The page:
Getting ahead requires investing

Shark Tank rendition Winners Logan Daniel and Tyson Armour with Pinnacle Bank's Jimmy Moncrief.

By Kennedi Smith, 14

Start a business and invest money, said Jimmy Moncrief, a local bank executive.

“If you work hard for your money and spend the majority of it and that’s all you’re doing, it’s almost impossible to get ahead,” he said.

Moncrief, the senior vice president of Pinnacle Bank, shared his financial wisdom with nearly 50 students attending Camp REACH this summer. His main goal wasn’t recruiting customers, but educating young people on money management.

Senior Vice President of Pinnacle Bank, Jimmy Moncrief, shares his financial wisdom with Camp REACH students.

Several students said they increased their knowledge of financial affairs.

“He helped me learn about investments and think about what I wanted to do with my money,” said 15-year-old Tyson Lamont Armour.

All students attending the camp can earn up to $150 a week.

Moncrief brought $50 and offered suggestions about how students could spend it. It could buy a really nice dinner, but if a student put it in a savings account, it could draw interest. And if they bought a lawnmower to invest into their own lawn servicer, they could double their money every week, he said.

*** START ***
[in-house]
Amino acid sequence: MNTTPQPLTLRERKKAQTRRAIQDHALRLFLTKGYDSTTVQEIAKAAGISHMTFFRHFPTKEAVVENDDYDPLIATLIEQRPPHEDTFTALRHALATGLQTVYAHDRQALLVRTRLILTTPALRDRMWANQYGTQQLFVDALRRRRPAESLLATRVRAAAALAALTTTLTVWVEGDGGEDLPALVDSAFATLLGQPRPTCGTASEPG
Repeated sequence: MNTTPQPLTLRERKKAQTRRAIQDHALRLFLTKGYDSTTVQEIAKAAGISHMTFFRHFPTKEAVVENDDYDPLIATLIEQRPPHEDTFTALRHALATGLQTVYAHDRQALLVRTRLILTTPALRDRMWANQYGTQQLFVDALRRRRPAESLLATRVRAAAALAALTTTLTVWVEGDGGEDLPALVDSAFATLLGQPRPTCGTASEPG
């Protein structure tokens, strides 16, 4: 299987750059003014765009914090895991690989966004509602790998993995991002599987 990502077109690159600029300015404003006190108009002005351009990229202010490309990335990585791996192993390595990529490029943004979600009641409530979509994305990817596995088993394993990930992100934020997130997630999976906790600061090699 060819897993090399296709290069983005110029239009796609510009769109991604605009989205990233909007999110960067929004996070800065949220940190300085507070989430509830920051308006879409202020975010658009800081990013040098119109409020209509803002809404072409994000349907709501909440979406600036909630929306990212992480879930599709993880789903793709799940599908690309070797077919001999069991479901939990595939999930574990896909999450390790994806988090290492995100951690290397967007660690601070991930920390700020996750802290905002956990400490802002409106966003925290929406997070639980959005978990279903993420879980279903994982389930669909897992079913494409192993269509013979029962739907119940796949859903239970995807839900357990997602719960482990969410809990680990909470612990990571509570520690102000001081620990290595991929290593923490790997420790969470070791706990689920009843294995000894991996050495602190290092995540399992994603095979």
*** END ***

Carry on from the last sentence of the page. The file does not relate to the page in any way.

“Ever heard of Dr. Dre? How did he make money?” asked Moncrief. “Shaquille O’Neal has a fast food empire and Michael Angelo who painted the Sistine Chapel, made money in real estate, not painting.”

The common denominator is that they all invested in assets that made money, he explained.

Then Moncrief held a contest similar to Shark Tank where students presented their best ideas for starting a business. The student with the best idea got the $50.

Shark Tank rendition winners Logan Daniel and Tyson Armour pitch their business idea to Pinnacle Bank Senior Vice President Jimmy Moncrief.

A shoe deodorant called Toe Tap, an acne cream and a shower head that sprays soap and water while playing music were among the innovative ideas suggested, but the winning idea came from Logan Carter Daniel, 13, and his partner Tyson Lamont Armour, 15 . Moncrief awarded Daniel the money because it was his idea.

The duo proposed a free online course that would provide information on trading stocks, investing, and managing money. And for $49.99 they offered one-on-one financial advice from a financial consultant.

Moncrief complimented the teens for having an idea in which they could immediately make money. He also liked that their business offered a free component that could attract a wide audience and they provided an option that enabled the business to make money while educating others on how to manage money.

Logan said he appreciated Moncrief’s information and the opportunity he provided.. “He was a helpful guy,” said Logan. “I liked how he spoke and I really liked that he gave us a challenge to win money.”

GET INVOLVED: To donate to Camp Reach call the Mary Walker Educational and Historical Foundation at (423) 267-2313 or go to